Tearing down walls for a new beginning
The Max Perutz Labs are rebuilding key parts of the institute. The opening of the new entrance, reception, and study space for students marks a first milestone of a major project.
Shedding new light on an old problem
The protein kinase Ataxia-telangiectasia mutated (ATM) is at the heart of the cellular response to DNA double-strand breaks (DSBs). Using super-resolution microscopy, the lab of Peter Schlögelhofer has explored the impact of ATM depletion during multiple steps of meiosis in the model plant Arabidopsis thaliana at unprecedented resolution. Organisms lacking ATM exhibit a loss of fertility associated with a failure to correctly repair DSBs. The findings, published in The Plant Cell, describe previously unrecognized influences of ATM on the structure of meiotic chromosomes.
“Basic research and teaching should go hand-in-hand”
Joao Matos was born in Portugal, did his PhD at the Max Planck Institute of Molecular Cell Biology and Genetics (Germany), and carried out postdoctoral work in the UK. Later, he joined the ETH (Switzerland) as an Assistant Professor in 2014 and was appointed Professor of Cell and Developmental Biology at the Max Perutz Labs / University of Vienna in 2020. We talked to him about how he fell in love with meiosis, why University education should be led by basic research scientists, and how his high school teachers stopped him from becoming a football player.
Strength in numbers: how weak enhancers can be powerful gene regulators
How multiple enhancer elements cooperate to drive expression of their target gene is poorly understood. New research from the lab of Christa Bücker shows how a group of enhancers with weak individual activity can work together to induce robust transcription of a gene. The study is published in Molecular Cell.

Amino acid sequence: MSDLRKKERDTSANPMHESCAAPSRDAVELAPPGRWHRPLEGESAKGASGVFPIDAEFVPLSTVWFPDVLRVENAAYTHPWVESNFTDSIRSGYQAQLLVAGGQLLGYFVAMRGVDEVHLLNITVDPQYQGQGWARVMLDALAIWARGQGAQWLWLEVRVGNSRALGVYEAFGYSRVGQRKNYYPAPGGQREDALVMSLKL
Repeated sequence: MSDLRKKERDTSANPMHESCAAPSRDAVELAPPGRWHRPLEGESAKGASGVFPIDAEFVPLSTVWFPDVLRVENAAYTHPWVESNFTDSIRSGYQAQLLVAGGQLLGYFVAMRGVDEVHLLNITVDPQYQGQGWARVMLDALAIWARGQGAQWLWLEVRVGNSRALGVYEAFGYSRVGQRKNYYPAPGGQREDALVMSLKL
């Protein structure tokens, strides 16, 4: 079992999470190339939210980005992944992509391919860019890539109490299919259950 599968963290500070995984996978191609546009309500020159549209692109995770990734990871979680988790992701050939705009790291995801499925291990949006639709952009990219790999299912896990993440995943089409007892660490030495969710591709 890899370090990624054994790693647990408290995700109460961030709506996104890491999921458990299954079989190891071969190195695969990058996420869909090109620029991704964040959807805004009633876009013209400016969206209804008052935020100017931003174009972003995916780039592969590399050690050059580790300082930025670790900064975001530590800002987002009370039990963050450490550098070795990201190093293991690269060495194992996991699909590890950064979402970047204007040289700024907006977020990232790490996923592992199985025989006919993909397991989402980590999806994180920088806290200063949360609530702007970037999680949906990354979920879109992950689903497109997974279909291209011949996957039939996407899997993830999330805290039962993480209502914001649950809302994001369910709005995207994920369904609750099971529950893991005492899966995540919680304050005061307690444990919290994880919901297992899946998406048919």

Revealing the genetic code of ribosomal RNAs
Despite modern sequencing methods, determining the precise sequence of the genetic code for ribosomal RNA (rRNA) has been technically challenging due to its repetitive nature. The Lab of Peter Schlögelhofer has now, for the first time for any organism, sequenced and assembled large parts of the rDNA-encoding nucleolus organizing region of the model plant Arabidopsis thaliana. In their study, published in Nature Communications, the scientists also identified several tissue-specific rRNA variants, which may have functional roles in specialized ribosomes.
More than just a sun tan: ultraviolet light helps marine animals to tell the time of year
Changes in daylength are a well-established annual timing cue for animal behavior and physiology. An international collaboration of scientists led by Kristin Tessmar-Raible at the Max Perutz Labs now shows that, in addition to daylength, marine bristle worms sense seasonal intensity changes of UVA/deep violet light to adjust the levels of important neurohormones and their behavior. The study is published in Nature Ecology and Evolution.
SMICH Doctoral Program receives funding by FWF
The Austrian Science Fund (FWF) has granted a second four-year funding period for the Doctoral Program “Signaling Mechanisms in Cellular Homeostasis” (SMICH), allocating a total of more than 2 million Euros. The program will recruit students through the Vienna BioCenter PhD selection and will provide structured training and a scientific framework for students interested in cellular homeostasis.